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Forum topic by Rogue posted 12-06-2008 07:07 PM 767 views 0 times favorited 8 replies Add to Favorites Watch
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Rogue

260 posts in 2157 days


12-06-2008 07:07 PM

Topic tags/keywords: humor

You know I was just thinking of where I got this woodworking bug from. It came from Dad of course! He had a shop while we were growing up were he’d build things for our family and others after work and on weekends. He never made his living at it but I got the sence that working out in that shop all day everyday would have been his dream come true. So that’s what I was brought up to belive was “the good life”. Now that I have my own shop I can confirm “it is the good life!”
Lets have some stories. I know that some of you were inspired to woodworking by someone let hear it.

-- Rogue


8 replies so far

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lew

10091 posts in 2442 days


#1 posted 12-06-2008 07:18 PM

My grandfather!

He made all his own power tools- table saw, drill press etc. Most of them were made from wood, pipes and salvaged parts. Seems he could make or fix anything. I still remember seeing him and my grandmother shingling the roof of their house when they were both in their late 60’s!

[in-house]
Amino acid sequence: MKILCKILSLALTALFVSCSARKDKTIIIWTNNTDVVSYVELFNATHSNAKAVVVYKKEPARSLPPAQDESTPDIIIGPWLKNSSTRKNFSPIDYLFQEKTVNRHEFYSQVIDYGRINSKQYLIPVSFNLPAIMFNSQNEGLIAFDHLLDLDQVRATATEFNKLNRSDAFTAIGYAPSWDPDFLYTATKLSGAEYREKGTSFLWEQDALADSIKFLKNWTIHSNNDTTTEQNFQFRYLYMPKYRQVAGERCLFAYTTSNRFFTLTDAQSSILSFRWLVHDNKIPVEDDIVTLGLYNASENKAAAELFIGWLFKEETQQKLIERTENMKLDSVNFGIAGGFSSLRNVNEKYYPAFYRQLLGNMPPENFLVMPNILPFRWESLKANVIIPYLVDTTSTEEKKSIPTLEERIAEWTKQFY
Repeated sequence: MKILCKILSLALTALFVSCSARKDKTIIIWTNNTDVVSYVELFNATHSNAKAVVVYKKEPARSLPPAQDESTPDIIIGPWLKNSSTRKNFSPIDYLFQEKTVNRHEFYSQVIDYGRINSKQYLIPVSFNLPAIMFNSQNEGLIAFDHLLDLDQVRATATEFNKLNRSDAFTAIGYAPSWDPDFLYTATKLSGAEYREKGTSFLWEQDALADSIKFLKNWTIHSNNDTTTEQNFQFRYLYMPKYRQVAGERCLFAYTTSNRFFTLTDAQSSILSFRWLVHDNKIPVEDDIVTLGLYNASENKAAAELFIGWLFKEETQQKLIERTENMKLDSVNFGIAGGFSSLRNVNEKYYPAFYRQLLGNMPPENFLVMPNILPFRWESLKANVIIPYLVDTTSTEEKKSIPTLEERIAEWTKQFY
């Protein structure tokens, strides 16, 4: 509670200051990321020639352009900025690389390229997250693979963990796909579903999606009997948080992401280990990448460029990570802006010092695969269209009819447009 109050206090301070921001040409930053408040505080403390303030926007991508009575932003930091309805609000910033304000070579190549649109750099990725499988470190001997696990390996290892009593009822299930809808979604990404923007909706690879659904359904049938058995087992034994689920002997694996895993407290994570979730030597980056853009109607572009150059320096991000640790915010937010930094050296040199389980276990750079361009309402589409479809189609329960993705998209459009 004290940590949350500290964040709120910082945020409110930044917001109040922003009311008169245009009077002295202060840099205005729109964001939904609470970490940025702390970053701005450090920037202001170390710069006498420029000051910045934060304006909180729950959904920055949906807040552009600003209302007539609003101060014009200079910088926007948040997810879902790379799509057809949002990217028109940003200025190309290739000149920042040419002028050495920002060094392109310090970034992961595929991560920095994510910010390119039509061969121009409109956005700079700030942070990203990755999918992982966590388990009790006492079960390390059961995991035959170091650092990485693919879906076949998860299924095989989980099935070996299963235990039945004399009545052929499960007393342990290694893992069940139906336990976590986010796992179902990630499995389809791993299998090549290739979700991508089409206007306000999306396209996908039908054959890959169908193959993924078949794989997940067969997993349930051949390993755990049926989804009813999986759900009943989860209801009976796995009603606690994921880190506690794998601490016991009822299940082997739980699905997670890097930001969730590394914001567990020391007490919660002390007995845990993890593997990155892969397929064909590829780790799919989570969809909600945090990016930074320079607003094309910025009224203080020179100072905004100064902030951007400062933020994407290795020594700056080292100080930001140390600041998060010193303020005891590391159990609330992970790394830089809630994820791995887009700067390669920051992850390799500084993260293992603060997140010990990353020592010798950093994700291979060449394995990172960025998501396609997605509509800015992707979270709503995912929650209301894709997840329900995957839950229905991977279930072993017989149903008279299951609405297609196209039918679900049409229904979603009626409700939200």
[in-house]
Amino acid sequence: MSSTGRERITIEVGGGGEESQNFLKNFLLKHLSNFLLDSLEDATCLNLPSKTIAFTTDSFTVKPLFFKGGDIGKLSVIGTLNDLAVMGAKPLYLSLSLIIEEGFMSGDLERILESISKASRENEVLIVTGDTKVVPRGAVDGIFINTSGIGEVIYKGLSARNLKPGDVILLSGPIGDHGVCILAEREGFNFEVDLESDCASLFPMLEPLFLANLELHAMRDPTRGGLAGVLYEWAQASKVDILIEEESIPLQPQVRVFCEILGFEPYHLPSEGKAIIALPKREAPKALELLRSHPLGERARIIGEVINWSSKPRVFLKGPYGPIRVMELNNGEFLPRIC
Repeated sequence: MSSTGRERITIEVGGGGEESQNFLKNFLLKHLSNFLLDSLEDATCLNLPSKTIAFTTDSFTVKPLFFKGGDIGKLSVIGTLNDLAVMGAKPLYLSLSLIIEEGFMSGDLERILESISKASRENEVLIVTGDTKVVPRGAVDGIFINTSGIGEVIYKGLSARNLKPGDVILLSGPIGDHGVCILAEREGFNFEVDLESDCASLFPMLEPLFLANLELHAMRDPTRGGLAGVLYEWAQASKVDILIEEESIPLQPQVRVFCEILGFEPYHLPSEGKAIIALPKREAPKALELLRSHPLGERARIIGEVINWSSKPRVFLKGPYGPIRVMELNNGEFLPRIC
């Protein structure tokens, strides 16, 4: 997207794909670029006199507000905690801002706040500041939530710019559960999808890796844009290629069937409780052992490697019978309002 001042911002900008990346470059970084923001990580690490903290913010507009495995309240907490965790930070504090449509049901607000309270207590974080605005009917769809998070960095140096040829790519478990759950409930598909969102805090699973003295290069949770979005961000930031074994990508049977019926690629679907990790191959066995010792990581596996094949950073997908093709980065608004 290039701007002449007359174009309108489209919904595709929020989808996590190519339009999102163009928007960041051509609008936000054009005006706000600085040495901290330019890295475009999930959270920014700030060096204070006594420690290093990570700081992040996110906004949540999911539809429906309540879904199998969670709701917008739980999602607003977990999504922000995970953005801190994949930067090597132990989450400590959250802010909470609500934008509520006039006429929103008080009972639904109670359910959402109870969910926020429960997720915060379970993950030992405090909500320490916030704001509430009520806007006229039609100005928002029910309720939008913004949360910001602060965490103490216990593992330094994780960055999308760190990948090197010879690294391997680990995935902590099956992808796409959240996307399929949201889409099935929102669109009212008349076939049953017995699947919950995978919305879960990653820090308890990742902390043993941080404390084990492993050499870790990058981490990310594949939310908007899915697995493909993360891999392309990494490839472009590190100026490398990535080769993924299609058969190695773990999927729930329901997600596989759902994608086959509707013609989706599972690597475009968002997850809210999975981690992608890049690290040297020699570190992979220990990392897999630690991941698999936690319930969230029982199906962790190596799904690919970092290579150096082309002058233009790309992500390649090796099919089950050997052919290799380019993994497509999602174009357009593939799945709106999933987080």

Maybe there is something to this gene thing.

-- Lew- Time traveler. Purveyor of the Universe's finest custom rolling pins.

View EEngineer's profile

EEngineer

895 posts in 2300 days


#2 posted 12-06-2008 07:51 PM

My grandfather started it. He was a farmer and tended to do a lot of woodworking when things slowed down during the winter. My father described the earliest shop setup he had. It had an old Model T engine driving a long driveshaft down the center of ceiling of the shop with tools taking power off of the shaft at different points with wide leather belts. Some parts of that drive shaft were still hanging as I watched my grandfather working in that same shop many years later. He had a humongous old band saw (30”+), a 10” table saw, shaper, jointer, drill press and hundreds of hand tools. He made a lot of furniture from black walnut and cherry that he harvested right on the farm.

My father continued it. He had a modest shop when I was young and taught me how to use the tools. My favorite was the scroll saw. I remember making model biplanes, cutting the wings from 1/4” ply and shaping the fuselages with a wood rasp at a very young age (6-9). Later, he added more tools: table saw, router, belt sander, etc. and as each was added I got lessons on using and supervision with many projects we completed over the years.

My son and I are still at it. He and I have spent a lot of time in the shop making things since he was very young (5). I can only hope that he will continue as time goes by.

-- "Find out what you cannot do and then go do it!"

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MedicKen

1599 posts in 2149 days